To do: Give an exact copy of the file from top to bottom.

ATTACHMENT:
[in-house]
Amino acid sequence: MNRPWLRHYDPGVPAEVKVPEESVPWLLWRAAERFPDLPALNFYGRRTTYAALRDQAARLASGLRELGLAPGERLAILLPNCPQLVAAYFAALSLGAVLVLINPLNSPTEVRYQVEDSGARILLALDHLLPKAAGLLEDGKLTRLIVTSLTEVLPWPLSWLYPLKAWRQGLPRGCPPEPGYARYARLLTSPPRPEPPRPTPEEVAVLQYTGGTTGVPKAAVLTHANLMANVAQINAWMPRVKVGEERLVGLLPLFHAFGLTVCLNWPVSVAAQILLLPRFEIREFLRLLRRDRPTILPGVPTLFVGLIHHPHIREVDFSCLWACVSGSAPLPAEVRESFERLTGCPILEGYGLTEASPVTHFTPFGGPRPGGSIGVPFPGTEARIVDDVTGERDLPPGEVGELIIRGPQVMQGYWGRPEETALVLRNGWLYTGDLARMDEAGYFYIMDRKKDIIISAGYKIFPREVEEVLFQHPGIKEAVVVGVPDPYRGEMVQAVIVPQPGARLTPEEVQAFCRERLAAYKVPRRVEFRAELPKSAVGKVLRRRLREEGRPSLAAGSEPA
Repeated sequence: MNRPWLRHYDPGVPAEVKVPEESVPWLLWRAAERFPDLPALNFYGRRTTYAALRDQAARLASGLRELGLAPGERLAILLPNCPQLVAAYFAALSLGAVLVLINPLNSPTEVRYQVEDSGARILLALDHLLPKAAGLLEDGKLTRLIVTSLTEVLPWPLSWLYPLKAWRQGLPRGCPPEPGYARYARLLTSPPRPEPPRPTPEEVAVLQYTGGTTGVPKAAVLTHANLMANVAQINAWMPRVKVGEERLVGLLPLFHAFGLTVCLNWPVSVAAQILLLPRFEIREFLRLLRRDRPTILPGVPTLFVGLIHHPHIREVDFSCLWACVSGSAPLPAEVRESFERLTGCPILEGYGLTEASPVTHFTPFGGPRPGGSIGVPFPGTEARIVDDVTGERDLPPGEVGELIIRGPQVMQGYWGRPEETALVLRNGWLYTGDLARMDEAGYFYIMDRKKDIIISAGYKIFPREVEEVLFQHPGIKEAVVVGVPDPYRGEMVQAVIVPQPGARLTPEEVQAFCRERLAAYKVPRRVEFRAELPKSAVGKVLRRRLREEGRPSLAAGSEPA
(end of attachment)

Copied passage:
[in-house]
Amino acid sequence: MNRPWLRHYDPGVPAEVKVPEESVPWLLWRAAERFPDLPALNFYGRRTTYAALRDQAARLASGLRELGLAPGERLAILLPNCPQLVAAYFAALSLGAVLVLINPLNSPTEVRYQVEDSGARILLALDHLLPKAAGLLEDGKLTRLIVTSLTEVLPWPLSWLYPLKAWRQGLPRGCPPEPGYARYARLLTSPPRPEPPRPTPEEVAVLQYTGGTTGVPKAAVLTHANLMANVAQINAWMPRVKVGEERLVGLLPLFHAFGLTVCLNWPVSVAAQILLLPRFEIREFLRLLRRDRPTILPGVPTLFVGLIHHPHIREVDFSCLWACVSGSAPLPAEVRESFERLTGCPILEGYGLTEASPVTHFTPFGGPRPGGSIGVPFPGTEARIVDDVTGERDLPPGEVGELIIRGPQVMQGYWGRPEETALVLRNGWLYTGDLARMDEAGYFYIMDRKKDIIISAGYKIFPREVEEVLFQHPGIKEAVVVGVPDPYRGEMVQAVIVPQPGARLTPEEVQAFCRERLAAYKVPRRVEFRAELPKSAVGKVLRRRLREEGRPSLAAGSEPA
Repeated sequence: MNRPWLRHYDPGVPAEVKVPEESVPWLLWRAAERFPDLPALNFYGRRTTYAALRDQAARLASGLRELGLAPGERLAILLPNCPQLVAAYFAALSLGAVLVLINPLNSPTEVRYQVEDSGARILLALDHLLPKAAGLLEDGKLTRLIVTSLTEVLPWPLSWLYPLKAWRQGLPRGCPPEPGYARYARLLTSPPRPEPPRPTPEEVAVLQYTGGTTGVPKAAVLTHANLMANVAQINAWMPRVKVGEERLVGLLPLFHAFGLTVCLNWPVSVAAQILLLPRFEIREFLRLLRRDRPTILPGVPTLFVGLIHHPHIREVDFSCLWACVSGSAPLPAEVRESFERLTGCPILEGYGLTEASPVTHFTPFGGPRPGGSIGVPFPGTEARIVDDVTGERDLPPGEVGELIIRGPQVMQGYWGRPEETALVLRNGWLYTGDLARMDEAGYFYIMDRKKDIIISAGYKIFPREVEEVLFQHPGIKEAVVVGVPDPYRGEMVQAVIVPQPGARLTPEEVQAFCRERLAAYKVPRRVEFRAELPKSAVGKVLRRRLREEGRPSLAAGSEPA